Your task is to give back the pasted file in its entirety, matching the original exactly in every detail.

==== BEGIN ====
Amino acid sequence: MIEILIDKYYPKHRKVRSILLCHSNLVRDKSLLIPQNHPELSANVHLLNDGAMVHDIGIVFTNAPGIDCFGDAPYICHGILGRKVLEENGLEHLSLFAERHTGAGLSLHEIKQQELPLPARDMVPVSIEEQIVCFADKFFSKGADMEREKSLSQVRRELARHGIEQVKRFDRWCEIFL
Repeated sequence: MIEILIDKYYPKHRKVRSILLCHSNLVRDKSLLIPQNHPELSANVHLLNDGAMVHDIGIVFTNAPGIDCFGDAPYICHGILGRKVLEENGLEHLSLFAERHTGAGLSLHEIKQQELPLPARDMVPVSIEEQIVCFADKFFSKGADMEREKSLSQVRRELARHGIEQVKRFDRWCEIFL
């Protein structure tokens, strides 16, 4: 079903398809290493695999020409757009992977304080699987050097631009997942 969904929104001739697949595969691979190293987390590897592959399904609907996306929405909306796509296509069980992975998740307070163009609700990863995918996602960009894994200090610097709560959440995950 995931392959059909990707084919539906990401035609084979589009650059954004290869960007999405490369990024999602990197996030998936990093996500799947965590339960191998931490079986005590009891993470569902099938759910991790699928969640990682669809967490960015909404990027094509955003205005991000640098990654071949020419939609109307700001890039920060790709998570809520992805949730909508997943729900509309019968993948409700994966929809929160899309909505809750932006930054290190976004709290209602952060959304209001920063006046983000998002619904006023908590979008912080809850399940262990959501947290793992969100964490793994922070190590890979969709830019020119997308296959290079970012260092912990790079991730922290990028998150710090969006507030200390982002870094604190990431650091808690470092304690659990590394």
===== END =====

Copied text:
Amino acid sequence: MIEILIDKYYPKHRKVRSILLCHSNLVRDKSLLIPQNHPELSANVHLLNDGAMVHDIGIVFTNAPGIDCFGDAPYICHGILGRKVLEENGLEHLSLFAERHTGAGLSLHEIKQQELPLPARDMVPVSIEEQIVCFADKFFSKGADMEREKSLSQVRRELARHGIEQVKRFDRWCEIFL
Repeated sequence: MIEILIDKYYPKHRKVRSILLCHSNLVRDKSLLIPQNHPELSANVHLLNDGAMVHDIGIVFTNAPGIDCFGDAPYICHGILGRKVLEENGLEHLSLFAERHTGAGLSLHEIKQQELPLPARDMVPVSIEEQIVCFADKFFSKGADMEREKSLSQVRRELARHGIEQVKRFDRWCEIFL
């Protein structure tokens, strides 16, 4: 079903398809290493695999020409757009992977304080699987050097631009997942 969904929104001739697949595969691979190293987390590897592959399904609907996306929405909306796509296509069980992975998740307070163009609700990863995918996602960009894994200090610097709560959440995950 995931392959059909990707084919539906990401035609084979589009650059954004290869960007999405490369990024999602990197996030998936990093996500799947965590339960191998931490079986005590009891993470569902099938759910991790699928969640990682669809967490960015909404990027094509955003205005991000640098990654071949020419939609109307700001890039920060790709998570809520992805949730909508997943729900509309019968993948409700994966929809929160899309909505809750932006930054290190976004709290209602952060959304209001920063006046983000998002619904006023908590979008912080809850399940262990959501947290793992969100964490793994922070190590890979969709830019020119997308296959290079970012260092912990790079991730922290990028998150710090969006507030200390982002870094604190990431650091808690470092304690659990590394």